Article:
Back in June, the American Civil Liberties Union launched a new Web hub called Spy Files, which promises to be an invaluable resource for those of us who make a point of watching the watchers. Probably the most interesting document available on the site at launch was a thorough state by state survey of law enforcement surveillance of protected political and religious association over the past decade. They rounded up a truly disturbing number of instances, spanning 33 states, just from press reports, of undercover officers infiltrating anti-war groups and mosques without obvious grounds to suspect wrongdoing. In the aggregate, as the report itself notes, the effect is eerily reminiscent of the FBI’s infamous COINTELPRO operation, which targeted groups deemed “subversive” in the 1960s and 70s.
Following the exposure of COINTELPRO and a spate of related intelligence scandals uncovered by Senate investigations during the 70s, the latitude of federal investigators to covertly infiltrate domestic groups was somewhat constrained by Executive Order 12333, signed by President Reagan in 1981. But state and local law enforcement often have a relatively free hand, because under the modern understanding of the Fourth Amendment, the Constitution is concerned only government actions that violate a “reasonable expectation of privacy,” which courts have generally understood as limited to the exposure of what was previously secret. When we entrust sensitive records to third parties—be they banks, Internet Service Providers, or other members of our churches or political organizations—we “assume the risk” that they will reveal the information to the government, according to the courts’ logic, and so waive our expectation of privacy.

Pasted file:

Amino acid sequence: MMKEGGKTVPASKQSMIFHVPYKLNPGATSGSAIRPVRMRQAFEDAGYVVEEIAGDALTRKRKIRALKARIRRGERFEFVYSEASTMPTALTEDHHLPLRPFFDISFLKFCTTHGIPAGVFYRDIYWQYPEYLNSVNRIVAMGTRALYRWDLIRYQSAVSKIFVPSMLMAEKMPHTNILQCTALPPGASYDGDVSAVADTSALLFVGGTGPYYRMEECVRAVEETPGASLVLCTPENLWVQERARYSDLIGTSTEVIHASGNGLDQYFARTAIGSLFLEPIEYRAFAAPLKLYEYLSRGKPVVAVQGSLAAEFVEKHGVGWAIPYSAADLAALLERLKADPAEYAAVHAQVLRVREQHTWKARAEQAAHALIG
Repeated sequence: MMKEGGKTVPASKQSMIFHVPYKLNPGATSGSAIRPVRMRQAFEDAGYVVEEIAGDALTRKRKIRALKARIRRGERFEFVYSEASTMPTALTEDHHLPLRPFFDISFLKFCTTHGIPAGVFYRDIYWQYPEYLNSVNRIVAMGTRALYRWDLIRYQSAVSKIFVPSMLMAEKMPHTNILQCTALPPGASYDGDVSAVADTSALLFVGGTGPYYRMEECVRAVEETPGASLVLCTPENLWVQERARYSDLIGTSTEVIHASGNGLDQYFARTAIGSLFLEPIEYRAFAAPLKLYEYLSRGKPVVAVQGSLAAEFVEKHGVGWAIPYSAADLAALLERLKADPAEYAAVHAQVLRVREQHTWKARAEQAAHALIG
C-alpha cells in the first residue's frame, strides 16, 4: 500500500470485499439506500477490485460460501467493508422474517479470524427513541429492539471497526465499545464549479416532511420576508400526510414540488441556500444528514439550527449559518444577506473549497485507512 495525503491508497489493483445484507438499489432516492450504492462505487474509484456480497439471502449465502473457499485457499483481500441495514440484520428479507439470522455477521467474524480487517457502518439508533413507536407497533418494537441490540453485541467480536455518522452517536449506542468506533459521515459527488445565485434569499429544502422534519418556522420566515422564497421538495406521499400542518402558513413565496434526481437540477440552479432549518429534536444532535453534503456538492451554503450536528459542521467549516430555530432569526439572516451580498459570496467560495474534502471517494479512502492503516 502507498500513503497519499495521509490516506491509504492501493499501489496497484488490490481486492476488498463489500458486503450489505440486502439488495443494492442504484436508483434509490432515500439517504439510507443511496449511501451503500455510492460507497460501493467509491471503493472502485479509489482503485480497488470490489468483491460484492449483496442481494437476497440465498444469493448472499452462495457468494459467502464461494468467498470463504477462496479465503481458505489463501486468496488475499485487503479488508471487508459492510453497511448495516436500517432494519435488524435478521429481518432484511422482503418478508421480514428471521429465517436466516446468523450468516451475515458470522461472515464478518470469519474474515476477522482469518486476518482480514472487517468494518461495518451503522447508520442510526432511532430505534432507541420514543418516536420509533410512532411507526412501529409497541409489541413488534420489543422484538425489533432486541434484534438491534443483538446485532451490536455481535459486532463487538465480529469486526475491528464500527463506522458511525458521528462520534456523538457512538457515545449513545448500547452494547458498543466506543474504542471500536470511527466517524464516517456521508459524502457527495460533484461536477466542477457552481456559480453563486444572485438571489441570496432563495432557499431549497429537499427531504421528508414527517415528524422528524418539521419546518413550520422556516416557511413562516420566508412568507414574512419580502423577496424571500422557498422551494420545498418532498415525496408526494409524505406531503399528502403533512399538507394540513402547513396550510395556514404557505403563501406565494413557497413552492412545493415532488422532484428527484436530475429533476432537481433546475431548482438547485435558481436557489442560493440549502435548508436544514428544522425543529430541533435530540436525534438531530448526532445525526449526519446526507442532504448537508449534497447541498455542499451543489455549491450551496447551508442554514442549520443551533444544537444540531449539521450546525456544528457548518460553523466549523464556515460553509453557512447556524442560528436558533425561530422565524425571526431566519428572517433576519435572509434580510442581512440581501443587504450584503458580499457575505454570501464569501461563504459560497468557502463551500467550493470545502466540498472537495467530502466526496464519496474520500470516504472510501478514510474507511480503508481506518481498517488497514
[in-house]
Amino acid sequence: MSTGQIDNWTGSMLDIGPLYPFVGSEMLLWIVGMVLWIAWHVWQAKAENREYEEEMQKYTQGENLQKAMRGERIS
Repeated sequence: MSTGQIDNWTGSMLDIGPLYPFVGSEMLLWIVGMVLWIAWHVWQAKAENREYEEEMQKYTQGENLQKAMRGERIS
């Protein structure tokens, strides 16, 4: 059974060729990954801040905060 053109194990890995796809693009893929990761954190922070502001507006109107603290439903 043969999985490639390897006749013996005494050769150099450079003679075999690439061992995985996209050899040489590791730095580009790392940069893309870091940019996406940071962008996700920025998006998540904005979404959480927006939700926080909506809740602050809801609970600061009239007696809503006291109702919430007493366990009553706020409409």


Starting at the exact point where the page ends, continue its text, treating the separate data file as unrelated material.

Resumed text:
Legal scholars have long been critical of the reasoning behind this “third party doctrine,” in particular the “assumption of risk” argument, but traditionally they’ve accepted the basic frame that the Fourth Amendment should fundamentally be understood as concerned with protecting “privacy”—though the term itself does not appear in the Constitution—and argued that the court has interpreted the concept too narrowly. Yet a growing number of investigative techniques—from GPS location tracking to DNA analysis—allow the government to conduct an intuitively troubling degree of monitoring, potentially on a vast scale, by targeting information that is at least in some sense “public.”
One way of dealing with this within the current paradigm is to seek to draw more nuanced distinctions between dimensions of privacy, which was the approach I took in a recent post on long-term GPS monitoring. Along similar lines, one might try to argue, say, that people reasonably expect their genetic profiles to remain private even if such a profile could in principle be extrapolated from residual DNA on a fork “abandoned” in a public restaurant. The key move here is to argue that “publicity” is not transitive: Private (and so protected) facts may be extrapolated from the aggregation of individually public events or from high-tech analysis of public objects or information. As I argued in the previous post, Kyllo v. U.S. can be read to support this principle.